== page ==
In order to prevent dangerous swaying of the load and to position it for loading, a tag line is recommended.
When loads are accelerated or decelerated suddenly, high dynamic forces occur which increase the stresses in the chain. Such situations, which should be avoided, arise from snatch or shock loading e.g. from not taking up the slack chain before starting to lift or by the impact of arresting falling loads.
Symmetry of loading
Working load limits (WLL) for chains slings of different dimensions and configurations have been determined on the basis that the loading of the chain sling is symmetrical.This means that when the load is lifted the chain sling legs are symmetrically disposed in plan and subtend the same angles to the vertical.
In the case of three leg chain slings, if the legs are not symmetrically disposed in plan the greatest tension will be in the leg where the sum of the plan angles to the adjacent legs is greatest. The same effect will occur in 4 leg chain slings except that the rigidity of the load should also be taken into account, with a rigid load the majority of the mass may be taken by only three or even two legs with the remaining leg or legs serving only to balance the load.
In the case of 2-, 3- and 4- leg chain slings, if the legs subtend different angles to the vertical the greatest tension will be in the leg with the smallest angle to the vertical. In the extreme case, if one leg is vertical, it will carry all the load.
If there is both a lack of symmetry in plan and unequal angles to the vertical the two effects will combine and may either be cumulative or tend to negate each other. The loading can be assumed to be symmetric if all of the following conditions are satisfied and the load is less than 80 % of marked WLL:
a) chain sling leg angles to the vertical are all not less than 15°; and
b) chain sling leg angles to the vertical are all within 15° to each other; and
c) in the case of three- and four-leg chain slings, the plan angles are within 15° of each other.
If all of the above parameters are not satisfied then the loading should be considered as asymmetric and the lift referred to a competent person to establish the safe rating for the chain sling. Alternatively, in the case of asymmetric loading, the chain sling should be rated at half the marked WLL.
If the load tends to tilt, it should be lowered and the attachments changed. This can be accomplished by re-positioning the attachment points or by using compatible shortening devices in one or more of the legs. Such shortening devices should be used in accordance with CERTEX's instructions.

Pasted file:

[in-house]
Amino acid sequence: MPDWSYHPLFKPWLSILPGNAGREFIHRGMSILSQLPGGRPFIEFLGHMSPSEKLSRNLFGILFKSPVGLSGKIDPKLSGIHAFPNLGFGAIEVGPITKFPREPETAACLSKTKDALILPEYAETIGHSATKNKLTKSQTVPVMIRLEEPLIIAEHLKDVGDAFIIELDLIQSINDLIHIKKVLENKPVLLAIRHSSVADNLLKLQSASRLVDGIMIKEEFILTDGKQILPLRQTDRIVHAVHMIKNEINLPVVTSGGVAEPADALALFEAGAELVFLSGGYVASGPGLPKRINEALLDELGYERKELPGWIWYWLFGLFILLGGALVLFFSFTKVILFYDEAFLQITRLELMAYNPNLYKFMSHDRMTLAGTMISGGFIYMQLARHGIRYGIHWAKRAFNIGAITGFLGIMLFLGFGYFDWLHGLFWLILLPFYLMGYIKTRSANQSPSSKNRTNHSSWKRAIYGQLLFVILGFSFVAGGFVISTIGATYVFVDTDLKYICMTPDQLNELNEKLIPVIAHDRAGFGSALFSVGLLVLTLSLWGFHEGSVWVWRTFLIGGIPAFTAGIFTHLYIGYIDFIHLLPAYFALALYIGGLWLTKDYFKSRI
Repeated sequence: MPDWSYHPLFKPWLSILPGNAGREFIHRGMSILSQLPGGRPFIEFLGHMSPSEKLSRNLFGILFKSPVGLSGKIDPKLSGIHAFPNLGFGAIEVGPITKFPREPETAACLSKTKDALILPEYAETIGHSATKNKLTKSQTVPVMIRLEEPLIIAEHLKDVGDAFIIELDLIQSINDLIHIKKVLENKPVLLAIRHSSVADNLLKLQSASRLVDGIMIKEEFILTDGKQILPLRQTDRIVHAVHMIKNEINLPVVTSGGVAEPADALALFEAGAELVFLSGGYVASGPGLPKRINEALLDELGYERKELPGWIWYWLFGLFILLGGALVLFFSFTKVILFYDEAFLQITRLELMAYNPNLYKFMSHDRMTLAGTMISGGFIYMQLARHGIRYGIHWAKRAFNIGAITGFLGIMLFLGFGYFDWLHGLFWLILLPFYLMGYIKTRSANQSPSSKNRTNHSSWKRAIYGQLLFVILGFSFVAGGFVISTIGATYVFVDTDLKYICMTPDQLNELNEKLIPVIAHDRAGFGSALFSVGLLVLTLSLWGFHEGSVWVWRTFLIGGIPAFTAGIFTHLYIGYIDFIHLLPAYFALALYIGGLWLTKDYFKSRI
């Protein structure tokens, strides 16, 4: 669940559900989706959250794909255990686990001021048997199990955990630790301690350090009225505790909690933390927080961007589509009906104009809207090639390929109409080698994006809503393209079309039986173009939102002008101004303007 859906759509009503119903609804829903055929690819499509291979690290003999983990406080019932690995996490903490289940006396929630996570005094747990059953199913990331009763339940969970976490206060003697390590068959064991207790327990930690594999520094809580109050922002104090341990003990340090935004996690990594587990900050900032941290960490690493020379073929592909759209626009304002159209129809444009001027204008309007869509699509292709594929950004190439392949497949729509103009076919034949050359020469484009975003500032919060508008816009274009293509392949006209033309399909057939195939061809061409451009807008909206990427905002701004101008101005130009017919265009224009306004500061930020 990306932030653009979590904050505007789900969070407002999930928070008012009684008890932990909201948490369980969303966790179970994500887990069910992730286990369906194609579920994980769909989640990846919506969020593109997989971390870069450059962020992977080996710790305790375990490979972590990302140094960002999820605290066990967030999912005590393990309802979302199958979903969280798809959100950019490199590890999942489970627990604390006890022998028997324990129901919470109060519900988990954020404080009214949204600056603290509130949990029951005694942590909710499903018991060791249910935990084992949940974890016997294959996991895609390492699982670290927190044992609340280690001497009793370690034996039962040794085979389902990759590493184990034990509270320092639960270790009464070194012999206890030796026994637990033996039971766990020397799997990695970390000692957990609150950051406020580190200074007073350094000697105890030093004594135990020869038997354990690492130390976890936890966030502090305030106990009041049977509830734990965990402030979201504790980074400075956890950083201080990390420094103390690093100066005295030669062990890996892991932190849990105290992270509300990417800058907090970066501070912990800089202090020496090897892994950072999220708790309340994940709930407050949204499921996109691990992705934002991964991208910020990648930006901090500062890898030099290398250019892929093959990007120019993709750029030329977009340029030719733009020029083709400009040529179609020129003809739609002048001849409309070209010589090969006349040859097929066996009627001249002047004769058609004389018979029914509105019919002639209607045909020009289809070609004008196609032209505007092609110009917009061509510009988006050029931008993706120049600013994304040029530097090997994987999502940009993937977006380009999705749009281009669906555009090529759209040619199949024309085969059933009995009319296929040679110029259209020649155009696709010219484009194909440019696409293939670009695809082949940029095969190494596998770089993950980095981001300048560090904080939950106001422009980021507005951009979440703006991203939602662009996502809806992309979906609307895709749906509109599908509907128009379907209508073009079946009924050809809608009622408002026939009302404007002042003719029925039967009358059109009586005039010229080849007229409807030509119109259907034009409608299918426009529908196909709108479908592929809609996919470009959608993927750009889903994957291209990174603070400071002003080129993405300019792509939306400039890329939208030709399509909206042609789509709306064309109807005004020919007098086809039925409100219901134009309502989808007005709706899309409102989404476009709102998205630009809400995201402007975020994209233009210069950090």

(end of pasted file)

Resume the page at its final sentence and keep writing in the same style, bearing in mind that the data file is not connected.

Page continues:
Safety of lift
Hands and other parts of the body should be kept away from the chain to prevent injury as the slack is taken up. When ready to lift, the slack should be taken up until the chain is taut. The load should be raised slightly and a check made that it is secure and assumes the position intended. Lifting personnel must be aware of the risks for swinging and tilting loads. This is especially important with basket or other loose hitches where friction retains the load.
Multi-legs chain slings with less than the full number of legs in use
As a general principle, chain slings should be used only for the purpose for which they have been designed. In practice, however, occasions may arise when a lift needs to be made using a smaller number of legs than the number of legs in the chain sling. In such cases the WLL should be reduced from that marked on the chain sling by applying the relevant factor given in table below.
Legs that are not in use should be hooked back to reduce the risk of such legs swinging freely, or snagging when the load is moved.
Working load limit (WLL) factors
Types of chain sling
|Number of legs used||Factor to apply to marked WLL|
|3- and 4-leg||2||2/3|
|3- and 4-leg||1||1/3|
Working load limit (WLL)
Taking into consideration the recommendations and the cumulative effects of de-rating, the method of slinging should be
decided and a suitable chain sling or selected so that the mass to be lifted does not exceed the WLL.
Landing the load
The landing site should be prepared. It should be ensured that the ground or floor is of adequate strength to take the oad taking account of any voids, ducts, pipes etc. which may be damaged or collapse. It should also be ensured that there is adequate access to the site and that it is clear of any unnecessary obstacles and people. It is preferable to use timber bearers or similar material to avoid trapping the sling or to protect the floor or load or to ensure the stability of the load when landed.
The load should be landed carefully ensuring that hands and feet are kept clear. Care should be taken to avoid trapping the wire rope sling beneath the load as this may damage it. Before allowing the rope to become slack, the load should be checked to ensure that it is properly supported and stable. This is especially important when several loose objectsare in basket hitch and choke hitch.
When the load is safely landed the wire rope sling should be carefully removed to avoid damage or snagging or cause the load to topple over. The load should not be rolled off the sling as this may damage the sling.
Storage of chain slings
When not in use wire rope slings should normally be kept on a properly designed rack. They should not be left lying on the ground where they may be damaged.
If the wire rope slings are to be left suspended from a crane hook, the sling hooks should be engaged in an upper link to reduce the risk of sling legs swinging freely or snagging.
If it is likely that wire rope slings will be out of use for some time they should be cleaned, dried and protected from corrosion, e.g. lightly oiled.